“He used this latin phrase in his classroom often after solving an unusually complicated or lengthy math problem to indicate the work is over,” said Keen’s eldest daughter, Karen.
“We thought it was a perfect way to symbolize the completion of his life well-lived here on Earth,” she said.
A proposal that could lead to a townhome development on the Winder Hwy. in Jefferson got a lot of pushback from neighbors during a recent public hearing on the matter.
Developers got approval in a 2-1 vote of the Jackson County Planning Commission for a map amendment from "suburban" to "urban" for 12.3 acres at 2877 Winder Hwy., Jefferson. The initial plan was to build 50 townhouse.
But a spokesman for the project said there was flexibility in the plans, including the possibility of changing the project to single-family homes.
Several residents from the neighboring Briarcrest Subdivision voiced opposition to plans to put townhouses on the property, citing the higher density than surrounding property and the impact on traffic in the area.
The developers will now have to get the map amendment approved by the Jackson County Board of Commissioners, then come back to the JCPC for a zoning request. At that time, more specific plans for the property will be required.
The planning board was clearly conflicted about the map amendment request since map amendment approval can't carry any conditions. A motion to deny died due to the lack of a second, then motion to approved died for a lack of a second. A motion to approve with conditions was withdrawn after county officials noted no conditions could be put on a map change.
Another round of motions led to a final 2-1 vote to approve the map change.
In other action, the planning board:
• approved a map amendment for 113.6 acres on County Farm Rd. Jefferson for a 63 lot subdivision. Developers had to clean up an old landfill on the property, a situation that delayed the project for several months.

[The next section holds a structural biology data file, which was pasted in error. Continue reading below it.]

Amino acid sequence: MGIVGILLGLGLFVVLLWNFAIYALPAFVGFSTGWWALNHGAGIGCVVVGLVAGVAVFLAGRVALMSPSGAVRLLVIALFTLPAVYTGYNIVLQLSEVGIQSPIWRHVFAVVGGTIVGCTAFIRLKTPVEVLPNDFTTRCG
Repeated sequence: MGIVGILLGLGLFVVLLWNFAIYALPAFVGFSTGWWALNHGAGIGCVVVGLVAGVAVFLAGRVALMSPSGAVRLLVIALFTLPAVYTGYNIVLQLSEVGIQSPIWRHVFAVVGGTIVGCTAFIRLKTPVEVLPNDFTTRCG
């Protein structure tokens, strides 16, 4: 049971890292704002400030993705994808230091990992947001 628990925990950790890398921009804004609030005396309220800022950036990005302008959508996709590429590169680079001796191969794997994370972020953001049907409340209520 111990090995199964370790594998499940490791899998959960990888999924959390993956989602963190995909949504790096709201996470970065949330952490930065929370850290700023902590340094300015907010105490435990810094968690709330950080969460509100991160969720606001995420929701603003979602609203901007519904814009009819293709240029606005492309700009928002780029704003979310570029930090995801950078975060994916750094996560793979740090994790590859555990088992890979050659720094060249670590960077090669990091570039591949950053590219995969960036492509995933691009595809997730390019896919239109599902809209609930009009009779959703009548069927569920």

• agreed to table a special use request until May for a composting facility on Yarbrough Ridgeway Rd. in Commerce.
* agreed to remove from consideration a request to allow 60 ft. lot widths for a large subdivision on P. J. Roberts Rd. in Jefferson. The move came at the advice of the county attorney.
• agreed to a rezoning at the corner of Hwy. 332 and Skelton Rd. for 64 acres for a large subdivision being done by Heritage Homes. But the board denied a special use request for the project for a master planned subdivision.
• approved a rezoning request for a 4-lot development on 8.4 acres at the corner of Hwy. 124 and White Plains Church Rd.
• approved a map amendment for 9.1 acres at 1044 Raford Wilson Rd. from commercial to residential.
• denied a map amendment at 2435 Hwy. 124 West, Jefferson, for 6.3 acres from agricultural/forestry and public institutional to commercial. The developer wants to build mini-warehouses on the property.
• approved a map amendment for 5 lots on 13.5 acres at 5259 Brockton Loop Rd.
• approved a rezoning from A-2 to R-1 for two lots on 2.75 acres at 338 B. Wilson Rd., Commerce.
• approved a rezoning from A-2 to commercial for a retail center at 1596 Ridgeway Church Rd. The project is across the road from the SK Battery plant.
Jefferson’s long-discussed amphitheater project will get a fresh look.
With a 4-1 vote at its April 26 meeting, the Jefferson City Council agreed to spend up to $10,000 for new conceptual drawings for a potential city amphitheater south of the downtown square.
Previous conceptual drawings exist, but those drawings do not account for a Regions Bank drive-through location situated on city property in the area of the amphitheater site. Councilman Mark Mobley said the bank facility could be there for 14 more years. He said wants drawings that reflect the drive-through and other moving parts “so that we can begin building pieces out.”
“If we have a drawing, then we can build parking where parking is going to go, we can build sidewalks where sidewalks are going to go and not have to worry that later we’ll have to tear it down,” Mobley said.
Councilman Malcolm Gramley, who voted against the drawings, said he was unsure if a $10,000 expenditure for new drawings to include the bank drive-through were worth it.
“Are we going to change a great deal of the existing plan or existing the concept drawing we have now?” Gramley asked.
Councilman Clint Roberts said the location of the bank drive through would impact the configuration of the parking and access to the area.
“I don’t know, given the plans that we have today, that our team could go forward in developing those particular pieces of access to parking,” Roberts said.
Mobley said the point of the concept process is to “put everything back on the table and look at it with some of the fresh things that have happened and may yet happen.”